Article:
Three years ago I had just moved to Seattle and I had a well-woman exam with a new doctor. At the end of the exam, she told me that if I ever did decide to become pregnant, I could come to their prenatal clinic and that she would be happy to prescribe prenatal vitamins. I could have gotten offended that she was just assuming I would want babies someday, but instead, I was delighted that this doctor didn’t see my disability as an impediment to parenting if that was what I wanted. She offered me the same services that she would offer her other 30-year-old female patients, and was willing to provide support so that I could have a healthy pregnancy. This helped us establish a higher level of trust in our patient-physician relationship.

The freedom to choose a child-free married life is not one I take lightly. Around the world, many disabled and nondisabled women cannot choose this life for a variety of reasons. Others long to become parents, but face physical, attitudinal, financial and other barriers. As much as I will defend my own right not to have kids, I will fight to the end so that my disabled brothers and sisters who want to parent have the right to do so.

I am grateful that, as a blind girl, I received early sex education at home and braille books about birth control so I could learn about all of my options without the information being filtered through another person. I am grateful that I grew up hearing that any orientation I developed toward sexuality and parenting would be valid. I am grateful that my spouse respects what I want to do with my body. (Even when we were toying with the idea of parenting, he suggested we could adopt if I didn’t want to deal with pregnancy and birth). As I prepare for my appointment today, I am grateful that the White Cane laws will allow me to get there independently, and the Americans with Disabilities Act means I can get help signing the informed consent and reading the aftercare instructions for my implant. I am grateful that my implant will only cost $30. I am most grateful for systems and supports protecting my basic agency to make decisions.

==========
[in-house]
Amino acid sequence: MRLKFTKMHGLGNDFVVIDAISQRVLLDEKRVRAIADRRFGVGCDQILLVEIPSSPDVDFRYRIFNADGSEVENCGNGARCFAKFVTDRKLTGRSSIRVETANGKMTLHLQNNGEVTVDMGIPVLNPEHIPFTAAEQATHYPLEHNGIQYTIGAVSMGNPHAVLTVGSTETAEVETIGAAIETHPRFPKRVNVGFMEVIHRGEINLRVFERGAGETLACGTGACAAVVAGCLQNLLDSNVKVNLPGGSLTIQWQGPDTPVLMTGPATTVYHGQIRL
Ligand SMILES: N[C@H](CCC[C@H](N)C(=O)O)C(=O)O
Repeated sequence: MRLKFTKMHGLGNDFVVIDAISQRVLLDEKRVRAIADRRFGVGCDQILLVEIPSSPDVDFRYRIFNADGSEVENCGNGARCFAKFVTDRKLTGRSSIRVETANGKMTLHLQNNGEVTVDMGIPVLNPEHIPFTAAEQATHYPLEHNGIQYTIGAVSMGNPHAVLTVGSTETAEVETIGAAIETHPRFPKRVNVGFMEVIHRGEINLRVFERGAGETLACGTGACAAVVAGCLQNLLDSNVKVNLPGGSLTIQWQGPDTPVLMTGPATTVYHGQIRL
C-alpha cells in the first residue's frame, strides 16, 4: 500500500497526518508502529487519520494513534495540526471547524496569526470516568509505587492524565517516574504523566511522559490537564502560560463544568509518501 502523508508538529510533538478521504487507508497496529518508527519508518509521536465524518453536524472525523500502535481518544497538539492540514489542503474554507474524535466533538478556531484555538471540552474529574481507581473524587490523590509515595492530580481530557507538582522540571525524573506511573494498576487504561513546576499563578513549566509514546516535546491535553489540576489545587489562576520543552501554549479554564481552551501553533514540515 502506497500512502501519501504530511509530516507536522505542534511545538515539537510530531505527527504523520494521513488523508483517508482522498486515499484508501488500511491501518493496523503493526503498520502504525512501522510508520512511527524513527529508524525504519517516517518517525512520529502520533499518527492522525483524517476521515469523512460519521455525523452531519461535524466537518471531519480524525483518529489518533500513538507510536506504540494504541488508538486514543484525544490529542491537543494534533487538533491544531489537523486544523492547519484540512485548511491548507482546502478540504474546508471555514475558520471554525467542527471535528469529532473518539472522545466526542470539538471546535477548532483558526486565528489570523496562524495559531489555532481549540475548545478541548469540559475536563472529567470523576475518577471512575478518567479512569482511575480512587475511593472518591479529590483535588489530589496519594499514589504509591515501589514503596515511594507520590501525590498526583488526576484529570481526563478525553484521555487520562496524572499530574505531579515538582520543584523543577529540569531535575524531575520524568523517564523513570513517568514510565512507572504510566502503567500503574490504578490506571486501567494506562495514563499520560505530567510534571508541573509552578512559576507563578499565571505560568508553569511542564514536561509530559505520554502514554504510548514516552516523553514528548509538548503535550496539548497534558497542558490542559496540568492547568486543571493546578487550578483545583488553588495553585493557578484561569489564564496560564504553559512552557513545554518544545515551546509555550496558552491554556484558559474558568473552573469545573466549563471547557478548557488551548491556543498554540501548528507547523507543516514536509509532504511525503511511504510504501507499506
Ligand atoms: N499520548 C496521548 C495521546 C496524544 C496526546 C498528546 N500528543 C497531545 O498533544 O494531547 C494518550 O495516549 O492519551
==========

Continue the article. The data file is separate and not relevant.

Many of my disabled brothers and sisters still struggle to realize their family dreams. Some are barred from romance by well-meaning, or ill-meaning caregivers. Others have suffered sexual abuse that has a lasting impact on their experience of relationships. Still others are isolated and go to bed each night longing for a partner they cannot find. Some of my disabled brothers and sisters have fallen quickly into marriages or parenthood they didn’t really want, because they feared they could find nothing else. Our family freedoms are still restricted by widespread lack of transportation and accessible, affordable housing; healthcare barriers; and the widespread belief that we can’t or shouldn’t govern our own family lives. Let’s work together to build a world where all of us, including the disabled among us, can have the family lives we want.

on the Desexualization of Disabled Women

One of the most pervasive stereotypes about disabled people is the idea that we’re uninterested in, or unfit to be in, sexual relationships. This stereotype affects both disabled men and women, but because women’s social standing is so often tied to our potential roles as wives and mothers, disabled women frequently experience a particular brand of ableism.

Disabled women face a heightened risk of sexual abuse and assault. In addition to this, we often encounter more subtle, unintentional actions-particularly from nondisabled men-that serve to infantilize, desexualize or violate us. Like other “microaggressions,” people who do these things may not even realize that they are doing any harm.

Recently a Facebook friend of mine asked her disabled, female-identified friends to describe these kinds of experiences we have had with nondisabled men-particularly unintended violations that may come under the guise of helpfulness. The below list is a combination of the responses on this Facebook thread, my own encounters, and those of my close female-identified disabled friends. I share it with the hope of making readers aware of the kinds of things that can happen and how they can be prevented. A caveat: Many of these microaggressions are also committed by women; however, the gender dynamic between a male and female (particularly when the nondisabled male holds power, such as the case of a male taxi driver and a disabled female passenger) makes the below actions especially problematic.